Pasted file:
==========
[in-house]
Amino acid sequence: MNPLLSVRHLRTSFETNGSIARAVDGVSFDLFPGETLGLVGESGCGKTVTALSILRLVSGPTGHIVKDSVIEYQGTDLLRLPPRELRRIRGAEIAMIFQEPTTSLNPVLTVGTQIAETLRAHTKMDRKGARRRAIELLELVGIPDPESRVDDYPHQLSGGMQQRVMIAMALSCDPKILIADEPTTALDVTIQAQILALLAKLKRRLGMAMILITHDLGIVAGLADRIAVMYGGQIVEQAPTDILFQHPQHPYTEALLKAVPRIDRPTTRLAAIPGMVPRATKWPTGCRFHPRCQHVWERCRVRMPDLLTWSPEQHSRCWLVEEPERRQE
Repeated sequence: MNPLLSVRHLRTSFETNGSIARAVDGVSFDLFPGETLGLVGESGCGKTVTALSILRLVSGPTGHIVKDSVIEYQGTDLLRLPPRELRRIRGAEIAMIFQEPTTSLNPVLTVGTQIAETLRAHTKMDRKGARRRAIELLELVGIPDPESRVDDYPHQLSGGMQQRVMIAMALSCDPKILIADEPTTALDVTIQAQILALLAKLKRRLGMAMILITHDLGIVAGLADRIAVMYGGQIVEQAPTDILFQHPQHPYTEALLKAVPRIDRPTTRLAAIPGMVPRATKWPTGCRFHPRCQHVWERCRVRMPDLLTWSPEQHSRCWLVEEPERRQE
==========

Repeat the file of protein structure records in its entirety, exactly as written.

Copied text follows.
[in-house]
Amino acid sequence: MNPLLSVRHLRTSFETNGSIARAVDGVSFDLFPGETLGLVGESGCGKTVTALSILRLVSGPTGHIVKDSVIEYQGTDLLRLPPRELRRIRGAEIAMIFQEPTTSLNPVLTVGTQIAETLRAHTKMDRKGARRRAIELLELVGIPDPESRVDDYPHQLSGGMQQRVMIAMALSCDPKILIADEPTTALDVTIQAQILALLAKLKRRLGMAMILITHDLGIVAGLADRIAVMYGGQIVEQAPTDILFQHPQHPYTEALLKAVPRIDRPTTRLAAIPGMVPRATKWPTGCRFHPRCQHVWERCRVRMPDLLTWSPEQHSRCWLVEEPERRQE
Repeated sequence: MNPLLSVRHLRTSFETNGSIARAVDGVSFDLFPGETLGLVGESGCGKTVTALSILRLVSGPTGHIVKDSVIEYQGTDLLRLPPRELRRIRGAEIAMIFQEPTTSLNPVLTVGTQIAETLRAHTKMDRKGARRRAIELLELVGIPDPESRVDDYPHQLSGGMQQRVMIAMALSCDPKILIADEPTTALDVTIQAQILALLAKLKRRLGMAMILITHDLGIVAGLADRIAVMYGGQIVEQAPTDILFQHPQHPYTEALLKAVPRIDRPTTRLAAIPGMVPRATKWPTGCRFHPRCQHVWERCRVRMPDLLTWSPEQHSRCWLVEEPERRQE